Perseverance is having a good time on Mars, new images show.
Last week, NASA released footage of its rover on the Red Planet ejecting a rock from its mechanisms. The images may seem like the machine is having some fun throwing rocks on its new home, but it actually forms part of NASA’s overall plan to help humans visit the planet themselves.
The images, taken from Perseverance’s 322nd day on Mars on January 15, show the rover ejecting a portion of cored-rock sample from its rotary percussive drill. The rock got into the mechanism while it was collecting a sample on December 29.
The rest of the sample will be returned to Earth for analysis in a future mission. It could help reveal more about Mars’ history, geology, and climate — data that could help NASA and others prepare to send humans to the surface.
The feat will make Perseverance the first mission to collect and cache a sample of Mars’ rock and regolith. It’s also only the sixth time a sample has come from a planet other than Earth.
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The team collected the rock sample from a rock dubbed “Issole” on December 29. During the transfer of the sample into the carousel that passes tubes to the rover’s processing hardware, a sensor spotted an anomaly.
On January 7, NASA used a tool to diagnose the anomaly. An image collected by WATSON, or the Wide Angle Topographic Sensor for Operations and eNgineering, showed a small piece of debris left over from the sample collection.
Further analysis showed that samples fell out during the coring bit drop-off. It took around a week to properly diagnose the issue due to the data latency that restricts the sort of activities the team can perform.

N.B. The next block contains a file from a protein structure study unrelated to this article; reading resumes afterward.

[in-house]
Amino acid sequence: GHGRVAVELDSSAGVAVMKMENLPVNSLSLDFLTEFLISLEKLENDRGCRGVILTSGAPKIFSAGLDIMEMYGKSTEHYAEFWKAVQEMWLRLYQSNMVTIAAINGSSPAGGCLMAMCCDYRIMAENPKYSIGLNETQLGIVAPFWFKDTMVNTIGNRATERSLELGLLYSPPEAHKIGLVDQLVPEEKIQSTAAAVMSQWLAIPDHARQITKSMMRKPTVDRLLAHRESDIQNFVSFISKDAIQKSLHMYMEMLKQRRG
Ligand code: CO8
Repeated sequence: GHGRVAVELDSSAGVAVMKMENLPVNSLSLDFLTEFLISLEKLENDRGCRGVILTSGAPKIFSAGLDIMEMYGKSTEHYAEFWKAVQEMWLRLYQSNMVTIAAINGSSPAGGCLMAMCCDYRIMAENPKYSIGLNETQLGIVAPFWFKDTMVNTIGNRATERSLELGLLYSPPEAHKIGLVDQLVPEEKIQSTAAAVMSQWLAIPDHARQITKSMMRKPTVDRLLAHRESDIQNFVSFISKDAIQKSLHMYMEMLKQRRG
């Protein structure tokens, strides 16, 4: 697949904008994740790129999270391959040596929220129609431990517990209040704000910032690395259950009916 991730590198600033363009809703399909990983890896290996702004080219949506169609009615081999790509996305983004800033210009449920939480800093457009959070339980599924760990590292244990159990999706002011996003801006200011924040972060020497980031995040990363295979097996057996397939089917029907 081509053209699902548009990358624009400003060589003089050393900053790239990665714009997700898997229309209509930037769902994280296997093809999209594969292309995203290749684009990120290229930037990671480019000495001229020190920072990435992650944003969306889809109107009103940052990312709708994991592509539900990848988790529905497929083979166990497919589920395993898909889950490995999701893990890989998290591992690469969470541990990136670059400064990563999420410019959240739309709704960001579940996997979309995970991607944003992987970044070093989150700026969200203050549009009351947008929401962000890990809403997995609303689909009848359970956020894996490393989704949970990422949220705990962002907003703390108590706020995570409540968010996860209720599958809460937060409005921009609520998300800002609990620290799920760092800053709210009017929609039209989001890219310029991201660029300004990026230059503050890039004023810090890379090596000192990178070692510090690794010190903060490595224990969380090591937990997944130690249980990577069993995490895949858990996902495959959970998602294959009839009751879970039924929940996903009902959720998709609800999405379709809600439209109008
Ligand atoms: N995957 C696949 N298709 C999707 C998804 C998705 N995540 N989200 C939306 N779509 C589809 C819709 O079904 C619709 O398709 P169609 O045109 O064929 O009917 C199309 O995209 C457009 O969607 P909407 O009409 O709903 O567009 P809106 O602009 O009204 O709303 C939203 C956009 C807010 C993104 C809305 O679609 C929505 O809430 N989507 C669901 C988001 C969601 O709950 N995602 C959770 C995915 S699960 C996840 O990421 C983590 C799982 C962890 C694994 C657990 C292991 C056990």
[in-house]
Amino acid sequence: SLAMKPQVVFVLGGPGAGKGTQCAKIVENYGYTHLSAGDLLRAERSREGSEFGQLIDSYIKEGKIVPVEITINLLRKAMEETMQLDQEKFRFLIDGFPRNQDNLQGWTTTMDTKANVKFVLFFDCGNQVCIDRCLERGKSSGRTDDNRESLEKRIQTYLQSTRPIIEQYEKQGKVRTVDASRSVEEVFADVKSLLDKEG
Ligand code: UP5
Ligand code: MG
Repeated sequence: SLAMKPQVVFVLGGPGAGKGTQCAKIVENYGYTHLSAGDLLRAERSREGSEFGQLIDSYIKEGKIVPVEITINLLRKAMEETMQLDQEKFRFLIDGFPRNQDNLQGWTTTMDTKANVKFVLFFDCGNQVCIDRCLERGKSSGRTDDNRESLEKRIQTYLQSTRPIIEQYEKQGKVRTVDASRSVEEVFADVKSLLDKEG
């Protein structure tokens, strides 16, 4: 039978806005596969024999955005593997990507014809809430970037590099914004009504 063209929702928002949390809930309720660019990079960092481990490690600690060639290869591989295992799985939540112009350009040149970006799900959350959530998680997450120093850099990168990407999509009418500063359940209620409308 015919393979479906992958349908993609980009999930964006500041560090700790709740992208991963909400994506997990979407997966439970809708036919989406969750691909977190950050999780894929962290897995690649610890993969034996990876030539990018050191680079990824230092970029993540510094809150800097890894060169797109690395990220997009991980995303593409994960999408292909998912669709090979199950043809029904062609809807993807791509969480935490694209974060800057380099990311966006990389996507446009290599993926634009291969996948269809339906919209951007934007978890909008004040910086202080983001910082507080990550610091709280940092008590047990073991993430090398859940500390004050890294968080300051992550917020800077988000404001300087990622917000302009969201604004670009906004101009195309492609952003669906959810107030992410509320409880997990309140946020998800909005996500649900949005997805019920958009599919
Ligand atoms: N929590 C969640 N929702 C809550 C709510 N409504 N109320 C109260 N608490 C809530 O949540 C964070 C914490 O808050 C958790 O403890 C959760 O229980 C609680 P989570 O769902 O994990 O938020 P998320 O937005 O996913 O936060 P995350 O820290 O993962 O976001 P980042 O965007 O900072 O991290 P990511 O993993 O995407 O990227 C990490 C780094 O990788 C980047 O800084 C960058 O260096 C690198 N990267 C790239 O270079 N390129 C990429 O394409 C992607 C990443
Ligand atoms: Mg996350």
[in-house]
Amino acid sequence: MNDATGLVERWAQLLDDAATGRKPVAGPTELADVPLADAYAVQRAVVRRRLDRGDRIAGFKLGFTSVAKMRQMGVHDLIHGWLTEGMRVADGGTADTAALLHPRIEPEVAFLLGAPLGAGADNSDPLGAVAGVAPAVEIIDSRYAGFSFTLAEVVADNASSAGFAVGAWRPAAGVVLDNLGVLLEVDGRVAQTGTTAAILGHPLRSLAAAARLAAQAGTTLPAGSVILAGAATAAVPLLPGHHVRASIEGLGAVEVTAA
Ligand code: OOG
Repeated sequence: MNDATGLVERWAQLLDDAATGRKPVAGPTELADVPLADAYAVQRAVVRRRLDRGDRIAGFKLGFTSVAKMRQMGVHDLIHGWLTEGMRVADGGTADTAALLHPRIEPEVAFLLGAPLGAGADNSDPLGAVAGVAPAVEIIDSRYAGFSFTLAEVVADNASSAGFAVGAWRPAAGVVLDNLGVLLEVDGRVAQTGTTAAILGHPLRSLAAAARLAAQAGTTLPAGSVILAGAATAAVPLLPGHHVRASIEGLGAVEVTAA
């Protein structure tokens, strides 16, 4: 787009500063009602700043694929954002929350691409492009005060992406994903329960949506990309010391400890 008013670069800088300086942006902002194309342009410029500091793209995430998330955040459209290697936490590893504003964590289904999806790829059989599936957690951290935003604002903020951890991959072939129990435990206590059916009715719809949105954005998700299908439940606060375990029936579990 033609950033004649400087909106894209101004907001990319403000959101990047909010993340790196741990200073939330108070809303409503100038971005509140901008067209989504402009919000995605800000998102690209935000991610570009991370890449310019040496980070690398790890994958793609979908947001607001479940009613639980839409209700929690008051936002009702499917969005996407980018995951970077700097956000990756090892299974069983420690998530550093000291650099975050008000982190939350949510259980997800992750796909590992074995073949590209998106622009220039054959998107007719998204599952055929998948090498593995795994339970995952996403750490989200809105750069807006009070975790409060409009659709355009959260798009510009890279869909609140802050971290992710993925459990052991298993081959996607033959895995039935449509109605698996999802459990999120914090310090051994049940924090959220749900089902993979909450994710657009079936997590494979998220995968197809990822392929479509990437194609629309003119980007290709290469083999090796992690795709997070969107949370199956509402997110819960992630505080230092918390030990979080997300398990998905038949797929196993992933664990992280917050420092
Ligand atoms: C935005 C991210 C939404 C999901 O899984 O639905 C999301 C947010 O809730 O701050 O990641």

Although NASA designed the carousel to function with debris, the team didn’t want to leave anything up to chance — it was hard enough getting the rover to Mars in the first place.
On January 17, the team moved the carousel around 75 degrees to dislodge the pebbles. Because NASA could not say for sure how much of the sample was left in the tube, the decision was made to return the entire sample back to Mars.
It oriented the drill and sample tube around nine degrees below horizontal, then shook it for 208 seconds to ensure it was completely clean.
The team may consider collecting another sample from the rock another time.
Before and after photos showed the rocks back on their home.
The sample will be collected using the Earth Return Orbiter in 2026 — a mission that will use the European Space Agency’s new Ariane 6 rocket to launch.
From there, NASA’s research could lay the groundwork for planned human missions to the planet — including a particularly bold plan from SpaceX, which aims to build a full-fledged city on the world by 2050.
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